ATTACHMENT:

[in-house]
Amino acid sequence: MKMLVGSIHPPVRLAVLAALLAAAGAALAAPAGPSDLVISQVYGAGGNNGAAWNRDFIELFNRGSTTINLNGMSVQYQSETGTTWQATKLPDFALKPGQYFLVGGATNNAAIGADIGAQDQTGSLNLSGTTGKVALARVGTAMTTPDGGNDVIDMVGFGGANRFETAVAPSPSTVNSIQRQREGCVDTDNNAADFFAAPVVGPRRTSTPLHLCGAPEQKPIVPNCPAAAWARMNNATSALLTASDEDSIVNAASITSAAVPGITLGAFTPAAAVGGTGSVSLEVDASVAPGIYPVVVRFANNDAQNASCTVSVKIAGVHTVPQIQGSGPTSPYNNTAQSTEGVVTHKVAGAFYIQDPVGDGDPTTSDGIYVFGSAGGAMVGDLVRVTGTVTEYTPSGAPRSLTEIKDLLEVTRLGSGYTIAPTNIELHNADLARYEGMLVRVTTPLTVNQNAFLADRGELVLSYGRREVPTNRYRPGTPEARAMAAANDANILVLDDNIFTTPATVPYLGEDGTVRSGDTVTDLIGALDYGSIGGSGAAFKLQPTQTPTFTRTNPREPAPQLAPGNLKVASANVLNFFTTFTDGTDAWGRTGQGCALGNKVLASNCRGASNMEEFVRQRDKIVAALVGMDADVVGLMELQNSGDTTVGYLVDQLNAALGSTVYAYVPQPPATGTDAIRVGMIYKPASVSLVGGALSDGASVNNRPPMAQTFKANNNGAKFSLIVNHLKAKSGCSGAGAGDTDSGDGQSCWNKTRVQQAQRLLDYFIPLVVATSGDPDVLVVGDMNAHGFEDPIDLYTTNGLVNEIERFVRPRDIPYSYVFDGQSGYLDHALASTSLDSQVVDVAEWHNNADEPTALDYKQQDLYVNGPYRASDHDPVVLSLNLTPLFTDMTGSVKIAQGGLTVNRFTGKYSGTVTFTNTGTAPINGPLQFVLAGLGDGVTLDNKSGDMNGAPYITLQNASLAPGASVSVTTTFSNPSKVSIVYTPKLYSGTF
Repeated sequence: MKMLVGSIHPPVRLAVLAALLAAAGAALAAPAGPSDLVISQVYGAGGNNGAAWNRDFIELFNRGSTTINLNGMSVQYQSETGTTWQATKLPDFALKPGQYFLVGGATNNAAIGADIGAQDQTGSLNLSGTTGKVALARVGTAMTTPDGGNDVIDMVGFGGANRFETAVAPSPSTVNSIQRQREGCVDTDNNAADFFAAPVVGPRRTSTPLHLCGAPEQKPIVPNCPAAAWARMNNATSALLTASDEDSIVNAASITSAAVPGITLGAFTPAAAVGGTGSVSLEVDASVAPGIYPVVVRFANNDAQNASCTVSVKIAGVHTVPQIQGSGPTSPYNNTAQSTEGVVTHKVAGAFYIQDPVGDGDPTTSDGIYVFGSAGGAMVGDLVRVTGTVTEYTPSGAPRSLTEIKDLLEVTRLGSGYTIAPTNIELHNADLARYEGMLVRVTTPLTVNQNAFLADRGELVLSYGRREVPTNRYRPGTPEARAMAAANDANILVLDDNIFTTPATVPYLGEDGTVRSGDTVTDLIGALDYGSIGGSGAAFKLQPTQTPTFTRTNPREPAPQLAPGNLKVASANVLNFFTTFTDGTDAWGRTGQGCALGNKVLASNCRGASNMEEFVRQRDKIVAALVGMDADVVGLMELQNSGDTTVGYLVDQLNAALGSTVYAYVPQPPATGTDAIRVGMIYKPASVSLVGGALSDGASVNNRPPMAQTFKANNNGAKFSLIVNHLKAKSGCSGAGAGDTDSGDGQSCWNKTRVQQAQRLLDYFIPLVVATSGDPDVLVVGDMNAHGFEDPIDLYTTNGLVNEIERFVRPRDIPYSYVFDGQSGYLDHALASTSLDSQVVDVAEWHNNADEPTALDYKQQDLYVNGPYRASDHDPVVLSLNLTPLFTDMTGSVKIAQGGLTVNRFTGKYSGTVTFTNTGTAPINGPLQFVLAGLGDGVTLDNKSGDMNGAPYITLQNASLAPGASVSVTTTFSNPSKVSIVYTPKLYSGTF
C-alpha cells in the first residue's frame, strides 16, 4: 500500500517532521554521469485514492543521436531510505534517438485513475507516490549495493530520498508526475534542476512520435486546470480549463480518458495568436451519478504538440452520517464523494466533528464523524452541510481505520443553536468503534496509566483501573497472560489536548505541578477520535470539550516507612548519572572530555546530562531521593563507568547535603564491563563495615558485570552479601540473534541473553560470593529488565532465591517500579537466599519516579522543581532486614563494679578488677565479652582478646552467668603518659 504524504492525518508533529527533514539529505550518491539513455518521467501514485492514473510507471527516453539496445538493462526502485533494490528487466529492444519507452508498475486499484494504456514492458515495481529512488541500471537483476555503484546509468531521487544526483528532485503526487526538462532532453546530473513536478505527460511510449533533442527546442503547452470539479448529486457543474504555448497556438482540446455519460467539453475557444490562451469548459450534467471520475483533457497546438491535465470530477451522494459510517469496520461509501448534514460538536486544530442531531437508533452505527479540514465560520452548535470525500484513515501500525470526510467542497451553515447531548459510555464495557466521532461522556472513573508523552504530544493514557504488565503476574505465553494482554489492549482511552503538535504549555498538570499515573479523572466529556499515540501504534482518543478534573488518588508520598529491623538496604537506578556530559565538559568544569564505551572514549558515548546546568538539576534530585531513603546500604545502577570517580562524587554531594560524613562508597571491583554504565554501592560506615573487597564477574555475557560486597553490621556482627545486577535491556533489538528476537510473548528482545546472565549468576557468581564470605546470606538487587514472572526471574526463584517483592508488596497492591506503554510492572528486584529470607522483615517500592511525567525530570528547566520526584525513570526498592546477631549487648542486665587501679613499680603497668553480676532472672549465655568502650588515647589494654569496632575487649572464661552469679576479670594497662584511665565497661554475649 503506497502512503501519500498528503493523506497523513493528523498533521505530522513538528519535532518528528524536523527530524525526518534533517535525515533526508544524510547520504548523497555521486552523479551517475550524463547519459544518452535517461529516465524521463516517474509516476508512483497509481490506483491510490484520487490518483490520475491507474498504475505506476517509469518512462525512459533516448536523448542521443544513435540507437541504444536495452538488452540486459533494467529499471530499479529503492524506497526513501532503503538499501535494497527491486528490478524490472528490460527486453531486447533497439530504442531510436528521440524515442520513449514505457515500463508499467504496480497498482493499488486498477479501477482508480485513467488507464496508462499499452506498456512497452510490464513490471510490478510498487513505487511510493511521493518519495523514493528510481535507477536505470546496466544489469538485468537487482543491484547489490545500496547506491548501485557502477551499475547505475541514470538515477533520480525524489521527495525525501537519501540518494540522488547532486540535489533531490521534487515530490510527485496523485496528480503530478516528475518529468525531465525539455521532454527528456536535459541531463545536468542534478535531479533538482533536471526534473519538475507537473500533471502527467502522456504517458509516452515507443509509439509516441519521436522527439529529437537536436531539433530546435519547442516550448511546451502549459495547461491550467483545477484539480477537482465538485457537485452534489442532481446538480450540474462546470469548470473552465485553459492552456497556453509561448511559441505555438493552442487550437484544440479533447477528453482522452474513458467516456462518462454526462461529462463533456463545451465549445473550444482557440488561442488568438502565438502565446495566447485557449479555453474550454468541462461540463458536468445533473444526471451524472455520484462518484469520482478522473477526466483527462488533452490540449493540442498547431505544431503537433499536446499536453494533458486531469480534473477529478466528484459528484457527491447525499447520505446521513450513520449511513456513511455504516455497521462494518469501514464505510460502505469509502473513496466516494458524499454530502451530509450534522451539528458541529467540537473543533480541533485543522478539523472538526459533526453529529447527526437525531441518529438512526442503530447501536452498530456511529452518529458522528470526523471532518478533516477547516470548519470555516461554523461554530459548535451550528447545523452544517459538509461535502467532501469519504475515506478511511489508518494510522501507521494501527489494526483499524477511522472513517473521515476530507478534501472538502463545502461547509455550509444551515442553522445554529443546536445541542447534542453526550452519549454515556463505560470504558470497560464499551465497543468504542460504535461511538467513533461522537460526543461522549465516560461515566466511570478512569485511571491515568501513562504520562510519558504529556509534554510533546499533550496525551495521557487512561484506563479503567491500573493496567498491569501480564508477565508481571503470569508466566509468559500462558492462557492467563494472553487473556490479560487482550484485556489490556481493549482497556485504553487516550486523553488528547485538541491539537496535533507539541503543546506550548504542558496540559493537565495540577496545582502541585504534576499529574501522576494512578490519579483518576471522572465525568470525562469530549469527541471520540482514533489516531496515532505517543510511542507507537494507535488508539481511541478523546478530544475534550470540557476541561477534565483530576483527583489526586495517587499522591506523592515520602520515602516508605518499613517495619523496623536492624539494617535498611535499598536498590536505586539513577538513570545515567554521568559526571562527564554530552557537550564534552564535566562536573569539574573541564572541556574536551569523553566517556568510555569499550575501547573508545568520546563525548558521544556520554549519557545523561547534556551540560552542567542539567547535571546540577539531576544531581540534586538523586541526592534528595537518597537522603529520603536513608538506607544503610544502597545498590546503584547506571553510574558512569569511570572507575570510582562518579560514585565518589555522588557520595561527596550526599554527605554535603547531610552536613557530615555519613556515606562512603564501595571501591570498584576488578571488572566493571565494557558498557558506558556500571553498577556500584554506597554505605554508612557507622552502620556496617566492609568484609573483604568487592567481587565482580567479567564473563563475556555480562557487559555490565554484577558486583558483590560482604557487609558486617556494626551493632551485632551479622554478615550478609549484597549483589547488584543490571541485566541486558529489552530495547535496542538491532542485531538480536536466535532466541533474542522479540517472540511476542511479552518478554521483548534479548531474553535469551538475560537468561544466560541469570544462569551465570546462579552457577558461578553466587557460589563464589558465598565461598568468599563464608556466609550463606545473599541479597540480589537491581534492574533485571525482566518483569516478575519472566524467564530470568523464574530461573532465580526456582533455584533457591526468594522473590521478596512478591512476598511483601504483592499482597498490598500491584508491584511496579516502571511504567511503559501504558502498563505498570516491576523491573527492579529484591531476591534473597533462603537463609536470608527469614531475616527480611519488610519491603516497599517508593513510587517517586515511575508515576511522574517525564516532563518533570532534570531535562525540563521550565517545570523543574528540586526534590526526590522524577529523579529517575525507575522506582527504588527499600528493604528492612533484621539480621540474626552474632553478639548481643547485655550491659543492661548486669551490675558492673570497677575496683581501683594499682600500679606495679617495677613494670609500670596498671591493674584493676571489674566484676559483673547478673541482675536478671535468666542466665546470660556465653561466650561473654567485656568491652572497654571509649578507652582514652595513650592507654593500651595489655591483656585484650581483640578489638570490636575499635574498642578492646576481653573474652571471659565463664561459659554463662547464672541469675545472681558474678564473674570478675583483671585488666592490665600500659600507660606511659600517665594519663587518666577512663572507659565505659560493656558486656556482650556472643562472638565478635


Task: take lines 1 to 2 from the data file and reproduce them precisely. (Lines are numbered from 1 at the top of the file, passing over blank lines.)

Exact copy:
[in-house]
Amino acid sequence: MKMLVGSIHPPVRLAVLAALLAAAGAALAAPAGPSDLVISQVYGAGGNNGAAWNRDFIELFNRGSTTINLNGMSVQYQSETGTTWQATKLPDFALKPGQYFLVGGATNNAAIGADIGAQDQTGSLNLSGTTGKVALARVGTAMTTPDGGNDVIDMVGFGGANRFETAVAPSPSTVNSIQRQREGCVDTDNNAADFFAAPVVGPRRTSTPLHLCGAPEQKPIVPNCPAAAWARMNNATSALLTASDEDSIVNAASITSAAVPGITLGAFTPAAAVGGTGSVSLEVDASVAPGIYPVVVRFANNDAQNASCTVSVKIAGVHTVPQIQGSGPTSPYNNTAQSTEGVVTHKVAGAFYIQDPVGDGDPTTSDGIYVFGSAGGAMVGDLVRVTGTVTEYTPSGAPRSLTEIKDLLEVTRLGSGYTIAPTNIELHNADLARYEGMLVRVTTPLTVNQNAFLADRGELVLSYGRREVPTNRYRPGTPEARAMAAANDANILVLDDNIFTTPATVPYLGEDGTVRSGDTVTDLIGALDYGSIGGSGAAFKLQPTQTPTFTRTNPREPAPQLAPGNLKVASANVLNFFTTFTDGTDAWGRTGQGCALGNKVLASNCRGASNMEEFVRQRDKIVAALVGMDADVVGLMELQNSGDTTVGYLVDQLNAALGSTVYAYVPQPPATGTDAIRVGMIYKPASVSLVGGALSDGASVNNRPPMAQTFKANNNGAKFSLIVNHLKAKSGCSGAGAGDTDSGDGQSCWNKTRVQQAQRLLDYFIPLVVATSGDPDVLVVGDMNAHGFEDPIDLYTTNGLVNEIERFVRPRDIPYSYVFDGQSGYLDHALASTSLDSQVVDVAEWHNNADEPTALDYKQQDLYVNGPYRASDHDPVVLSLNLTPLFTDMTGSVKIAQGGLTVNRFTGKYSGTVTFTNTGTAPINGPLQFVLAGLGDGVTLDNKSGDMNGAPYITLQNASLAPGASVSVTTTFSNPSKVSIVYTPKLYSGTF